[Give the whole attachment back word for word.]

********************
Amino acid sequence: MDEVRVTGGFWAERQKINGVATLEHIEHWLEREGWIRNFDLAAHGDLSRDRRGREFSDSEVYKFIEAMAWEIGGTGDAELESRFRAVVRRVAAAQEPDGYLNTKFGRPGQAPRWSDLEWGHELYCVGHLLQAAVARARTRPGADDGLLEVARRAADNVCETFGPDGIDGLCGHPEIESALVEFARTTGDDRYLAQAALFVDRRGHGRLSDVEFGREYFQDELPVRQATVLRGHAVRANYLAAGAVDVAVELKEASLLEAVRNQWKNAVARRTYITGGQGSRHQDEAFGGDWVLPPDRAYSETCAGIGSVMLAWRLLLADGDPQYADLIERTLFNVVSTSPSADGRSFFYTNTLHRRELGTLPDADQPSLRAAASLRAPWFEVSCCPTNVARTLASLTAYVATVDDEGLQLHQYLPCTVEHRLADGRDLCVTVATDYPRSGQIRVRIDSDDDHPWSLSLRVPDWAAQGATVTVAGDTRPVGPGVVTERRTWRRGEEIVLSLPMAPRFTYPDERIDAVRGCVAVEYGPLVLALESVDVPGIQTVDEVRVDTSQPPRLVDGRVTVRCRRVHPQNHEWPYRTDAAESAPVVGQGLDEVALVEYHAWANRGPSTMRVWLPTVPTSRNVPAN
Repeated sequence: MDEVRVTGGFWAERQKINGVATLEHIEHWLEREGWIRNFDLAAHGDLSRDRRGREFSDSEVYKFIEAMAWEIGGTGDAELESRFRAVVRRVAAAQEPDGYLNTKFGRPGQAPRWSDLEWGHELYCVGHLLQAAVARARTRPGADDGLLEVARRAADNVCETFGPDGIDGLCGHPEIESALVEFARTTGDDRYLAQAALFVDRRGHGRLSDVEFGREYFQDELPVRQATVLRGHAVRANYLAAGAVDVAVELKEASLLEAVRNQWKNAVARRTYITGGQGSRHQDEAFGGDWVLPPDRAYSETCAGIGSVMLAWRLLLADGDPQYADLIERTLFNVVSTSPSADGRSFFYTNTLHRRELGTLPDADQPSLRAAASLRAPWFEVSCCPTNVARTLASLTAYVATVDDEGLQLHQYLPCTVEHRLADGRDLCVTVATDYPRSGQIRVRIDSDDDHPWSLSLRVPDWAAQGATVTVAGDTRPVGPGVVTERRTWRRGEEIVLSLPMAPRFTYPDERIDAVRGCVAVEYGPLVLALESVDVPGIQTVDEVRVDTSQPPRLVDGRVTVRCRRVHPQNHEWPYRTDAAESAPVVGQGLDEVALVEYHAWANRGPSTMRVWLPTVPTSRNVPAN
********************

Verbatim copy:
Amino acid sequence: MDEVRVTGGFWAERQKINGVATLEHIEHWLEREGWIRNFDLAAHGDLSRDRRGREFSDSEVYKFIEAMAWEIGGTGDAELESRFRAVVRRVAAAQEPDGYLNTKFGRPGQAPRWSDLEWGHELYCVGHLLQAAVARARTRPGADDGLLEVARRAADNVCETFGPDGIDGLCGHPEIESALVEFARTTGDDRYLAQAALFVDRRGHGRLSDVEFGREYFQDELPVRQATVLRGHAVRANYLAAGAVDVAVELKEASLLEAVRNQWKNAVARRTYITGGQGSRHQDEAFGGDWVLPPDRAYSETCAGIGSVMLAWRLLLADGDPQYADLIERTLFNVVSTSPSADGRSFFYTNTLHRRELGTLPDADQPSLRAAASLRAPWFEVSCCPTNVARTLASLTAYVATVDDEGLQLHQYLPCTVEHRLADGRDLCVTVATDYPRSGQIRVRIDSDDDHPWSLSLRVPDWAAQGATVTVAGDTRPVGPGVVTERRTWRRGEEIVLSLPMAPRFTYPDERIDAVRGCVAVEYGPLVLALESVDVPGIQTVDEVRVDTSQPPRLVDGRVTVRCRRVHPQNHEWPYRTDAAESAPVVGQGLDEVALVEYHAWANRGPSTMRVWLPTVPTSRNVPAN
Repeated sequence: MDEVRVTGGFWAERQKINGVATLEHIEHWLEREGWIRNFDLAAHGDLSRDRRGREFSDSEVYKFIEAMAWEIGGTGDAELESRFRAVVRRVAAAQEPDGYLNTKFGRPGQAPRWSDLEWGHELYCVGHLLQAAVARARTRPGADDGLLEVARRAADNVCETFGPDGIDGLCGHPEIESALVEFARTTGDDRYLAQAALFVDRRGHGRLSDVEFGREYFQDELPVRQATVLRGHAVRANYLAAGAVDVAVELKEASLLEAVRNQWKNAVARRTYITGGQGSRHQDEAFGGDWVLPPDRAYSETCAGIGSVMLAWRLLLADGDPQYADLIERTLFNVVSTSPSADGRSFFYTNTLHRRELGTLPDADQPSLRAAASLRAPWFEVSCCPTNVARTLASLTAYVATVDDEGLQLHQYLPCTVEHRLADGRDLCVTVATDYPRSGQIRVRIDSDDDHPWSLSLRVPDWAAQGATVTVAGDTRPVGPGVVTERRTWRRGEEIVLSLPMAPRFTYPDERIDAVRGCVAVEYGPLVLALESVDVPGIQTVDEVRVDTSQPPRLVDGRVTVRCRRVHPQNHEWPYRTDAAESAPVVGQGLDEVALVEYHAWANRGPSTMRVWLPTVPTSRNVPAN